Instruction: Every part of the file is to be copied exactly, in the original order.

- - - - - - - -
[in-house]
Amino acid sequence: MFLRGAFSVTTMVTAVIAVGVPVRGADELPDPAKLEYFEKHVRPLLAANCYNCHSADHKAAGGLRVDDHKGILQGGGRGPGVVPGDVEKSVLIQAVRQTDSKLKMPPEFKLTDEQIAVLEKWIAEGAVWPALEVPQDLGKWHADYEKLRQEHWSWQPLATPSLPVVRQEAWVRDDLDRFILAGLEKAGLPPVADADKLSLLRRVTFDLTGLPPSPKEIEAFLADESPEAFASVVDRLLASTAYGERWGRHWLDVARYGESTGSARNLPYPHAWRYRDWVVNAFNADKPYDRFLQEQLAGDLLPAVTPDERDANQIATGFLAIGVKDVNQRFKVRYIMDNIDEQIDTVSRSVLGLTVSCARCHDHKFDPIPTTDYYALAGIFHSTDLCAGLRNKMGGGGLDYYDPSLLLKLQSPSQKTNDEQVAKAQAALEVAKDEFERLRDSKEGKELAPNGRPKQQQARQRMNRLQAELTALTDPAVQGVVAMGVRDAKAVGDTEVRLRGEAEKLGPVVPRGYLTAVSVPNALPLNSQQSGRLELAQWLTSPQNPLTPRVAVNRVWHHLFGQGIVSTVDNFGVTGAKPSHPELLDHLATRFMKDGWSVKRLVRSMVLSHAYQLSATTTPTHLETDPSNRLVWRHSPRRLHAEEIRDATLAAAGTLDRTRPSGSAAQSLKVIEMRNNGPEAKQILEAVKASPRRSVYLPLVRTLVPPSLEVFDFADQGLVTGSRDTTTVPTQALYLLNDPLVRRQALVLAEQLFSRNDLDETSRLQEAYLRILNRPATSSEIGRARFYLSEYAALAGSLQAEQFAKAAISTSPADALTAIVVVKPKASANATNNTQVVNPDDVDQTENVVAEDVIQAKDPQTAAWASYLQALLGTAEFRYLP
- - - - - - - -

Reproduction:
[in-house]
Amino acid sequence: MFLRGAFSVTTMVTAVIAVGVPVRGADELPDPAKLEYFEKHVRPLLAANCYNCHSADHKAAGGLRVDDHKGILQGGGRGPGVVPGDVEKSVLIQAVRQTDSKLKMPPEFKLTDEQIAVLEKWIAEGAVWPALEVPQDLGKWHADYEKLRQEHWSWQPLATPSLPVVRQEAWVRDDLDRFILAGLEKAGLPPVADADKLSLLRRVTFDLTGLPPSPKEIEAFLADESPEAFASVVDRLLASTAYGERWGRHWLDVARYGESTGSARNLPYPHAWRYRDWVVNAFNADKPYDRFLQEQLAGDLLPAVTPDERDANQIATGFLAIGVKDVNQRFKVRYIMDNIDEQIDTVSRSVLGLTVSCARCHDHKFDPIPTTDYYALAGIFHSTDLCAGLRNKMGGGGLDYYDPSLLLKLQSPSQKTNDEQVAKAQAALEVAKDEFERLRDSKEGKELAPNGRPKQQQARQRMNRLQAELTALTDPAVQGVVAMGVRDAKAVGDTEVRLRGEAEKLGPVVPRGYLTAVSVPNALPLNSQQSGRLELAQWLTSPQNPLTPRVAVNRVWHHLFGQGIVSTVDNFGVTGAKPSHPELLDHLATRFMKDGWSVKRLVRSMVLSHAYQLSATTTPTHLETDPSNRLVWRHSPRRLHAEEIRDATLAAAGTLDRTRPSGSAAQSLKVIEMRNNGPEAKQILEAVKASPRRSVYLPLVRTLVPPSLEVFDFADQGLVTGSRDTTTVPTQALYLLNDPLVRRQALVLAEQLFSRNDLDETSRLQEAYLRILNRPATSSEIGRARFYLSEYAALAGSLQAEQFAKAAISTSPADALTAIVVVKPKASANATNNTQVVNPDDVDQTENVVAEDVIQAKDPQTAAWASYLQALLGTAEFRYLP